Monday, January 25, 2010

More Details

On the Lives of the Beats



I recently finished reading Bill Morgan's 2007 biography of poet Allen Ginsberg I Celebrate Myself: The Somewhat Private Life of Allen Ginsberg. It's a good read, and especially interesting because it focuses on material that became available only after Ginsberg's death in 1997, taken from his personal journals and archives.

It helps to already know something about Ginsberg's life and times before reading this biography, since it tends to skim over famous events from Ginsberg's life in order to put the emphasis on the new material never before released. The biography brings to light a number of aspects of Ginsberg such as:

- His basic insecurity. Ginsberg was always bold and socially uncompromising in public settings, often appearing to relish shocking people with his rude disregard for societal conventions. Yet his journals reveal that he was often filled with confusion and self-doubt in private.



- Ginsberg had a long term relationship with Peter Orlovsky (above left) that has often been cited as a role model of an enduring homosexual romance. However Ginsberg's journals reveal that their relationship was much rockier behind the scenes than the public ever saw, including incidents of violence.

- There are also details revealed that portray other figures of the beat generation in a different light. Jack Kerouac is shown as being much sharper in his final alcoholic phase than he is usually given credit for. Neal Cassady, previously thought to have had only a brief homosexual affair with Ginsberg, is revealed as having had a much more extensive sexual relationship, much of which was conducted in secret because Cassady was married at the time.

- Although Ginsberg was so famous that to this day he is the only modern poet that most Americans can recognize from a photograph, this book says Ginsberg was secretly jealous of the fame of rock stars and wished he could be one himself. He also apparently had a lot more private (non-sexual) interaction with Bob Dylan than was previously known.



Incidentally, when I told Springfield Republican columnist and Dylan obsessive Tom Shea (above) that I was reading this book, he told me a bit of local Ginsberg lore that I hadn't known. Apparently just after Ginsberg's death, Dylan played at Smith College in Northampton and dedicated the song "Don't Think Twice" to his old friend. Shea also reminded me that Ginsberg appeared onstage at the Springfield Civic Center in 1975 playing finger cymbals during the all-star encore for Dylan's "Rolling Thunder" tour. Here is a picture of Dylan and Ginsberg at the grave of Kerouac in Lowell, Massachusetts taken the day before the Springfield show.



So while I think I Celebrate Myself is a good read for the true beat generation fan in search of formerly unavailable details, the general reader would probably find this book lacking in overview and more in-depth than they would require.

Old Pine Point

Speaking of local history, here's some pictures of the Pine Point section of Springfield that people have sent me. Here is the late Yolly Nahorniak in 2008.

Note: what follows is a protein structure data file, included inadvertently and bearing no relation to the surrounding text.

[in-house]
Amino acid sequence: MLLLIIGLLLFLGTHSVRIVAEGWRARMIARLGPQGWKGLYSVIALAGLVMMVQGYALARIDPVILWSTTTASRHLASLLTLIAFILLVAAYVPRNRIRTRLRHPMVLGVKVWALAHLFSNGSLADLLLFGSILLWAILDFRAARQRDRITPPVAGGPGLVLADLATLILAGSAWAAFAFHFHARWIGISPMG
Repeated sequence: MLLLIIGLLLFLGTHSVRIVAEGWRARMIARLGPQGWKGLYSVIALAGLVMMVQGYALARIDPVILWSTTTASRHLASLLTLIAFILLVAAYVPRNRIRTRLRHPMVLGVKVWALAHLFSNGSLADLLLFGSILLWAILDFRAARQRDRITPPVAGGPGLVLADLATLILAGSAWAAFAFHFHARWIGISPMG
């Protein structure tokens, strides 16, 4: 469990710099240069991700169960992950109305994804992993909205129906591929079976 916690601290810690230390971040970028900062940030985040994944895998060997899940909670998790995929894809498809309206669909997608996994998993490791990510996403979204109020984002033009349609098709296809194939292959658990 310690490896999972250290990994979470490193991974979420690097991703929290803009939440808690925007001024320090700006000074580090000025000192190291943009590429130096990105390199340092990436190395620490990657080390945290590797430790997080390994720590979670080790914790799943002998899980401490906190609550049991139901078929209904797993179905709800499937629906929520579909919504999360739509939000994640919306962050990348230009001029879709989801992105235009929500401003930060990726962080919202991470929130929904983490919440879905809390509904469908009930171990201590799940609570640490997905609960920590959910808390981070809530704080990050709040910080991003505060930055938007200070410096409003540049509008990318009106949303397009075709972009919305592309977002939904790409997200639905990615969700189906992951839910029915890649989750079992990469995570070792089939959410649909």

This is State Street just before you get to Saint Michael's Cemetery, where the road splits into Berkshire and Boston Road. A large and ancient pine tree once stood at that fork in the road, but not in the lifetime of anyone now living. The date of the photograph is unknown. I believe both of those structures shown in the picture are still standing, one is a gravestone seller (as it apparently was back then) and the other in recent years was a car lot. Dig the trolley tracks.



An undated photo of a cemetery worker in Saint Michael's.



Good advice from a St. Michael's resident.



Today's Music Video

Cool dancing.


5 comments:

S.P. Sullivan said...

That looks like an interesting read! The Whitman reference title is particularly apt.

Anonymous said...

Do you know what the "Cemetary Worker" is doing? He is engraving someones date of death on the stone.

That's an air-Compressor he is sitting on. The tank to the left contains sand. They make a "Plate' out of rubber with the letters cut out, and blast away. The sand bounces off the rubber but eats away at the stone.

Growing up with my Grandfather working at Byrons for 31 years, and my Father worked there for 7 years, and the owner of Graham -Wallengren on State st was Best Man at my folks wedding. On the way home from a Funeral when I was only about 8 years old, I was allowed to ride in a hearse. Every few minutes a car would pass us, and my brother and I would pull back the curtain & wave.

My Grandfather and Grandmother would come up to the House in Wilbraham every sunday with a basket of fresh flowers. I learned to actually root Roses and planted them all around the house!

Rich said...

Michael Savage said the other night that Ginsberg molested Kerouac as an adult, and Kerouac never got over it, which contributed in his later years to his isolationism and alcohol issues.

Anonymous said...

Hah! Old Jack didn't need much prompting to wander over to the wild side... check out "Subterranean Kerouac" by Ellis Amburn. Richard

Tom said...

Rich, can you really be "molested as an adult" without your consent? I would not consider Michael Savage an expert on the Beat Generation.